Tuesday, April 13, 2010

Hiking with long hair

I have long, straight, fine hair. It can get incredibly tangled. It's also brittle and prone to static electricity, especially around the types of synthetic fabrics used in backpacking gear.

I used to have short hair. But with hair like mine, if I put on a hat, it would put dents in my hair. Hat hair. That sounds so vain, but I get killer hat hair. It can be so bad that even wetting my hair won't take out the dents that form. Worst of all, if my hair is short and I wear a hat, I look bald. I decided at one point that short hair and backpacking just don't work for me so I decided to grow my hair long.

Now it is very long, down to my waist. It clogs the tub and breaks the vacuum cleaner every time I vacuum. But it's perfect hair for backpacking. All I have to do is put it in a pony tail, then braid the pony tail. I don't have to comb it for several days. The braid keeps it tangle-free and clean. Sometimes, even after several days, I can take the braid out and still smell the shampoo. Sometimes I can take the braid out after one day and my hair is still wet from the shower. A braid really keeps my hair safe.

The only trouble with my hair being so long and with it also being brittle, is the weight of the braid can not only cause a headache pulling on the top of my head, but hairs break from the weight. I always have short hairs around my face that can't be pulled back in the pony tail and that blow around in the wind and tickle my nose or get stuck in my teeth or eyes. The only solution I have found for that is to wear a headband to keep those hairs pulled back.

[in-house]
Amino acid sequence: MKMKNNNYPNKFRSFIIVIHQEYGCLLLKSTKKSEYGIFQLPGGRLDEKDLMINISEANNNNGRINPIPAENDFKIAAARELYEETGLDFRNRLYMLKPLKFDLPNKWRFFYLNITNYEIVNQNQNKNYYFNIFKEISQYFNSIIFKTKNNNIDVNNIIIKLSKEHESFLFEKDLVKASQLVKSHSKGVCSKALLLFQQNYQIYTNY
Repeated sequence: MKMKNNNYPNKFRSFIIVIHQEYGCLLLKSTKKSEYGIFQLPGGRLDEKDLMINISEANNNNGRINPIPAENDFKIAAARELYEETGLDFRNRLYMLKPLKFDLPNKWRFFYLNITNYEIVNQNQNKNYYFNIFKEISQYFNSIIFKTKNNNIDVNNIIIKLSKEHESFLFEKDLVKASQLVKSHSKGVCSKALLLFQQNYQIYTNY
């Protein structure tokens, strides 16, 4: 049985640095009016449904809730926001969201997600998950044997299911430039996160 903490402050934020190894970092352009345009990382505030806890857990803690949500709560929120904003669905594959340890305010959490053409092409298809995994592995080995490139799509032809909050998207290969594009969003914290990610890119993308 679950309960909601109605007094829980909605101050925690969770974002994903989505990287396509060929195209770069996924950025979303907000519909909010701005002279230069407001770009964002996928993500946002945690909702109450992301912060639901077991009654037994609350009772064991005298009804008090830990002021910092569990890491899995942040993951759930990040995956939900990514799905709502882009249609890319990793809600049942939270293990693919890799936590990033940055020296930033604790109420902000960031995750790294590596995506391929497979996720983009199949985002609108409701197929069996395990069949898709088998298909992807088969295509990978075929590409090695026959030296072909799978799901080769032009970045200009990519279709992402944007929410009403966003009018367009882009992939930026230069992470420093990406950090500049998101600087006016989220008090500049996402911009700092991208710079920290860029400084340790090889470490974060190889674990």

A braid, a headband pulling the stray hairs away from my face and a hat is my hiking hair management system.

My sewing machine is fixed

My new old sewing machine is fixed! The man who came out to fix it said it's a good sewing machine, better than the new ones they make nowadays. It's probably from the 1950s, possibly the 1960s. I paid $35 but he said it was worth a few hundred dollars. Even if it was worth only $100, then with his service call, I paid exactly what it was worth.

Now I can sew something. I really want to make a Ray Jardine bomber hat or perhaps even better, an insulated balaclava that my friend has a pattern for. But I'll probably start with boring stuff like hemming my pants.

Monday, April 12, 2010


Hummus is a paste of chick peas and sesame seeds with a little garlic, lemon juice and olive oil. Maybe other things as well. You can buy powdered hummus in boxes in the supermarket or in the bulk bins at the health food store. All you have to do is add water. Olive oil is optional. A little hummus powder goes a long way and takes more water than you think to reconstitute.